With the Panthers’ run to the top of the Atlantic division, and the previous relationship between Ladd and Florida GM, Dale Tallon – who were together in Chicago and won a Stanley Cup in 2010 – many have speculated that Florida is an obvious fit for Ladd. Florida hockey writer, George Richards noted Saturday (on the Illegal Curve hockey show) that he had heard the Panthers had “zero interest” in Ladd as of a month ago, but to add another wrinkle, he mentioned that Tallon was seen watching the Jets play against Tampa on February 18 (a game in which Ladd scored 2 goals, plus another in the shootout), and speculated that things may have changed. Of course, at this point it’s all just that – speculation. Considering the Panthers’ sudden rise, it may be that GM Tallon doesn’t see his club as a serious Stanley Cup contender just yet – at least not to the point where it makes sense to remove a piece of the future for a rental player. Now, if in trade talks, they were able to speak to Ladd’s agent and gauge his interest in signing long-term, that could certainly change their interest level.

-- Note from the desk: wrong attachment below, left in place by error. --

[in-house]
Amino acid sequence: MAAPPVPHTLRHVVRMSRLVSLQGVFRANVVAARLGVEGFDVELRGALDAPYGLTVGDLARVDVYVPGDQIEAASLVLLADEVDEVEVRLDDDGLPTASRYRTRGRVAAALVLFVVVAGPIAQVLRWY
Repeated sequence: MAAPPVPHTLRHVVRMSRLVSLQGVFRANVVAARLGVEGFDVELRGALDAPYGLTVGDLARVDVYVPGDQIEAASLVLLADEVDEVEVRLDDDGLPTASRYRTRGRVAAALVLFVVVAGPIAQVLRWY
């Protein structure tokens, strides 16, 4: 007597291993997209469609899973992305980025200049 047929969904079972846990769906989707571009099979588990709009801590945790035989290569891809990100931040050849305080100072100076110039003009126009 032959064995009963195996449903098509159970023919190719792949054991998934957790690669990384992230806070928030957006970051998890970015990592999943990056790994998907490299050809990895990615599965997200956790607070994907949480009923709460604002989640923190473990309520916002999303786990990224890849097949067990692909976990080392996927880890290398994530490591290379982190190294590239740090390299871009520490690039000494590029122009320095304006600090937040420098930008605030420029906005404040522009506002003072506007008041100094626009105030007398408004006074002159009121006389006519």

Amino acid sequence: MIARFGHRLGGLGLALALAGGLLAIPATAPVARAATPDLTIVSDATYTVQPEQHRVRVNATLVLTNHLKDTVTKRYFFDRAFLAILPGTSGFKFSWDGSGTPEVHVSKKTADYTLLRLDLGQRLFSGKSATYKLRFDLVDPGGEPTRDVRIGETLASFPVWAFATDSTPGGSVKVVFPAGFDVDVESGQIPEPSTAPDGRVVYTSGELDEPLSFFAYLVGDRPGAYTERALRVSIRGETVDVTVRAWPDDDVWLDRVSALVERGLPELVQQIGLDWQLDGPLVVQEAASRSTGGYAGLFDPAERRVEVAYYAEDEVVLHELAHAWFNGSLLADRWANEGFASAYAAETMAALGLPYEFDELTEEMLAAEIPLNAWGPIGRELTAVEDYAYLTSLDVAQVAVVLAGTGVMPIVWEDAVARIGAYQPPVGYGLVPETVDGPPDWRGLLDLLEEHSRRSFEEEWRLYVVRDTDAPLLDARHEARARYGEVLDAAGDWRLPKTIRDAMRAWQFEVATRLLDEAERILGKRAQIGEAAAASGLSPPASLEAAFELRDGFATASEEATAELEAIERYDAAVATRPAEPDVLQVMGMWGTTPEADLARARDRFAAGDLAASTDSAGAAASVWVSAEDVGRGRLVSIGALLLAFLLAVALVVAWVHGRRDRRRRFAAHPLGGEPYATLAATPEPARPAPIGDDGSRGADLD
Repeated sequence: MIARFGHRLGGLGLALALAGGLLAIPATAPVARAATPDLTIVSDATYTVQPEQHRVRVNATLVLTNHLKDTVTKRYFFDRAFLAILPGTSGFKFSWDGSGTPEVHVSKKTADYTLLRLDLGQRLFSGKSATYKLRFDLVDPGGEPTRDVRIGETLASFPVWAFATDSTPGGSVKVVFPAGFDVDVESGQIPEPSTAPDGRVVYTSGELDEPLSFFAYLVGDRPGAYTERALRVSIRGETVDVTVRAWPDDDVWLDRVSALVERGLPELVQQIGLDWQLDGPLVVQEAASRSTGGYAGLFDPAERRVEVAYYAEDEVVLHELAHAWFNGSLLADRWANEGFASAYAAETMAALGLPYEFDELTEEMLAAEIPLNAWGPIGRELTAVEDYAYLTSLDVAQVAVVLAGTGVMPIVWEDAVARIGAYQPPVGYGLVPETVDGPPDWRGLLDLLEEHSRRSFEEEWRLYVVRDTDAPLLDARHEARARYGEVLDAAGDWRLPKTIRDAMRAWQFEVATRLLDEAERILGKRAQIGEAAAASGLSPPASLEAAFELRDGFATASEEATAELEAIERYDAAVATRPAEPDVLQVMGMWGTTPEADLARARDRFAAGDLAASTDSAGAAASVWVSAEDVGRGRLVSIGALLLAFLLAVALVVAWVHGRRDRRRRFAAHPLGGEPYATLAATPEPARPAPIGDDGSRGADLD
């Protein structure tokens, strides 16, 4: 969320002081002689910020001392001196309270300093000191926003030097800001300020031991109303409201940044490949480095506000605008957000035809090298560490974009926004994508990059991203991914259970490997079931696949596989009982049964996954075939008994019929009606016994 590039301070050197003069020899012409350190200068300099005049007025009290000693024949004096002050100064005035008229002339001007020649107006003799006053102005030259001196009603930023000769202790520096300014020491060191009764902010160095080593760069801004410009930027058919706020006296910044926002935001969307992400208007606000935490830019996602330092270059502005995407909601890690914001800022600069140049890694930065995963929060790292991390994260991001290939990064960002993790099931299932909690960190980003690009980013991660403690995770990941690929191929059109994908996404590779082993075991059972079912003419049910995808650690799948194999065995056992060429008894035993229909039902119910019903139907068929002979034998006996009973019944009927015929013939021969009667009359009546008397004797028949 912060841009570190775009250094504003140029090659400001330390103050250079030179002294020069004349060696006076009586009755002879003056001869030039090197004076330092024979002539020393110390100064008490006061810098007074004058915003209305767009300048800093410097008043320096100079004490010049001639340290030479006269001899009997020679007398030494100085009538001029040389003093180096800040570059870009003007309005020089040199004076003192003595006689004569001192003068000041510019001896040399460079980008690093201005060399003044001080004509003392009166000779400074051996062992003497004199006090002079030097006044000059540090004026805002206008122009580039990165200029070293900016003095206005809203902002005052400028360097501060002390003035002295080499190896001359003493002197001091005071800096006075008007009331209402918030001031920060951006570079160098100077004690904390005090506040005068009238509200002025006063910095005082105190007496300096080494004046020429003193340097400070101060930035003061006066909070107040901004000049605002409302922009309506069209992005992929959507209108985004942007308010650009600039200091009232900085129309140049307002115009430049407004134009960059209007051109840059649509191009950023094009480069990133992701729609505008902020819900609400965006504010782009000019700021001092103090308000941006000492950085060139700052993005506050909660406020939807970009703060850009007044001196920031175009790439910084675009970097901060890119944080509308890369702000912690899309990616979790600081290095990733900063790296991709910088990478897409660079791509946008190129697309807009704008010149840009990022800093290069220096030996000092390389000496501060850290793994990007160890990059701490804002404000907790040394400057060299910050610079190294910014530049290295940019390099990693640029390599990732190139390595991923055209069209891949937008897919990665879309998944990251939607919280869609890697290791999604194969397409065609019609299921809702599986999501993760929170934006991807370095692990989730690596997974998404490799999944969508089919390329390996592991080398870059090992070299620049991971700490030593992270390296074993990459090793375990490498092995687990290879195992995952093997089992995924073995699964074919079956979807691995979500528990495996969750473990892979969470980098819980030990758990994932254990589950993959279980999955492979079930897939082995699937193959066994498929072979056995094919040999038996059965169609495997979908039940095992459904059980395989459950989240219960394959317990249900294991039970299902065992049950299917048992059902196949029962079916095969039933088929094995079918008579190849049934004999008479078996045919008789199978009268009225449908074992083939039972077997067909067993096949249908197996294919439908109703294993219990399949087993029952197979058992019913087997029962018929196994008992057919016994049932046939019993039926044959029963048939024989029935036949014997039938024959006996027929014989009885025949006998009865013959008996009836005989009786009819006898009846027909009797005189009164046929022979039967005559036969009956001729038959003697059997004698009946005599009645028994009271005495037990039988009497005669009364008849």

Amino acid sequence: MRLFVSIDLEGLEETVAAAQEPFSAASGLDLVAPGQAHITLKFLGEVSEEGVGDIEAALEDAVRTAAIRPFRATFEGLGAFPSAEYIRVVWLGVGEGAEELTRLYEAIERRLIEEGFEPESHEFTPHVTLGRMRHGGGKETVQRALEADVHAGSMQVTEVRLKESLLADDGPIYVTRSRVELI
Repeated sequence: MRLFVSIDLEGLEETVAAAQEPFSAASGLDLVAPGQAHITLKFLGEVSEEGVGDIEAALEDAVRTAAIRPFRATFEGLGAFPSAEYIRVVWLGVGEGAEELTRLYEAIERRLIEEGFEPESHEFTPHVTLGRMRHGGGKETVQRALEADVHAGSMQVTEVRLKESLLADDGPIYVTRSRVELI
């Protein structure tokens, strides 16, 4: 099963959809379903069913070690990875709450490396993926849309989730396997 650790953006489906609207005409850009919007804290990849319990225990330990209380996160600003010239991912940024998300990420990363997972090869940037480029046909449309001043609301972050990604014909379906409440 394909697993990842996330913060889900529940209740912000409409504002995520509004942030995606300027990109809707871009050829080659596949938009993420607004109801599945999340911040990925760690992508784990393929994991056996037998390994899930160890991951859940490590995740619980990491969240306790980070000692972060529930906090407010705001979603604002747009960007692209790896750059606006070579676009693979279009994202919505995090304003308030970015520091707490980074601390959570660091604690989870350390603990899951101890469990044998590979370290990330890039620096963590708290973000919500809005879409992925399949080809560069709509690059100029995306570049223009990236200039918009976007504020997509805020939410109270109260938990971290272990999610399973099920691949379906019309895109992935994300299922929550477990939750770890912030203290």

Los Angeles

With the recent injury to top-6 left winger Marian Gaborik, some have speculated that LA would be a good fit for Ladd. While Ladd would certainly give them another finisher to play with either Anze Kopitar, or former World Junior linemate, Jeff Carter, their depth on left wing remains strong, with Milan Lucic, Tanner Pearson, and Dwight King. Furthermore, after waiving defenceman Christian Ehrhoff, who is a shadow his former self, the Kings’ may be looking more for help on defence. All that said, for a legitimate Stanley Cup contender like LA, they can probably justify adding quality players regardless of the position, and they certainly have a history of making big deals at the deadline, including Jeff Carter in time for their first Cup in 2012, and Marian Gaborik for their second Cup in 2014.